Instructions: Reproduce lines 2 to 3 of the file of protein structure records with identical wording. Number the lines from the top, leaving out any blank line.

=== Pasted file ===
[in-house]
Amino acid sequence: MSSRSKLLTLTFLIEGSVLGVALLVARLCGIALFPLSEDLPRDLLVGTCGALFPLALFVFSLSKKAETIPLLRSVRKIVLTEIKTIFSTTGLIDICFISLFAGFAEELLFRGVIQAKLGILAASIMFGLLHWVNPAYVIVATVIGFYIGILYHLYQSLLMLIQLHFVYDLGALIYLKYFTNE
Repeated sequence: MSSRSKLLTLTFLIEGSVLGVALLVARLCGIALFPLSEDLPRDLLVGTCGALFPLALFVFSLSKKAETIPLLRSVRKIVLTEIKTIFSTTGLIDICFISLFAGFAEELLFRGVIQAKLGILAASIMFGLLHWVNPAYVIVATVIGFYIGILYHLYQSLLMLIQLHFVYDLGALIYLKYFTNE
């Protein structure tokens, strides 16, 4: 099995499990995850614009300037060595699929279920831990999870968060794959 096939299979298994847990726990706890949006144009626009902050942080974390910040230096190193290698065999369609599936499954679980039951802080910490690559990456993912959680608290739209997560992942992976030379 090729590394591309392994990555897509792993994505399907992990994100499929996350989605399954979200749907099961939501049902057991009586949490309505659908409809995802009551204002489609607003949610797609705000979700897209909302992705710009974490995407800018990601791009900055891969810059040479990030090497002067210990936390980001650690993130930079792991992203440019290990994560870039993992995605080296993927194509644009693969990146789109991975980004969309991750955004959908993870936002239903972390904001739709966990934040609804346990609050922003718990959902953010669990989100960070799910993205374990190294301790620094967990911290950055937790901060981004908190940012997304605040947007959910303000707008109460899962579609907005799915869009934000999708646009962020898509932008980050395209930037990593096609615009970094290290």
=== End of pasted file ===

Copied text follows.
Amino acid sequence: MSSRSKLLTLTFLIEGSVLGVALLVARLCGIALFPLSEDLPRDLLVGTCGALFPLALFVFSLSKKAETIPLLRSVRKIVLTEIKTIFSTTGLIDICFISLFAGFAEELLFRGVIQAKLGILAASIMFGLLHWVNPAYVIVATVIGFYIGILYHLYQSLLMLIQLHFVYDLGALIYLKYFTNE
Repeated sequence: MSSRSKLLTLTFLIEGSVLGVALLVARLCGIALFPLSEDLPRDLLVGTCGALFPLALFVFSLSKKAETIPLLRSVRKIVLTEIKTIFSTTGLIDICFISLFAGFAEELLFRGVIQAKLGILAASIMFGLLHWVNPAYVIVATVIGFYIGILYHLYQSLLMLIQLHFVYDLGALIYLKYFTNE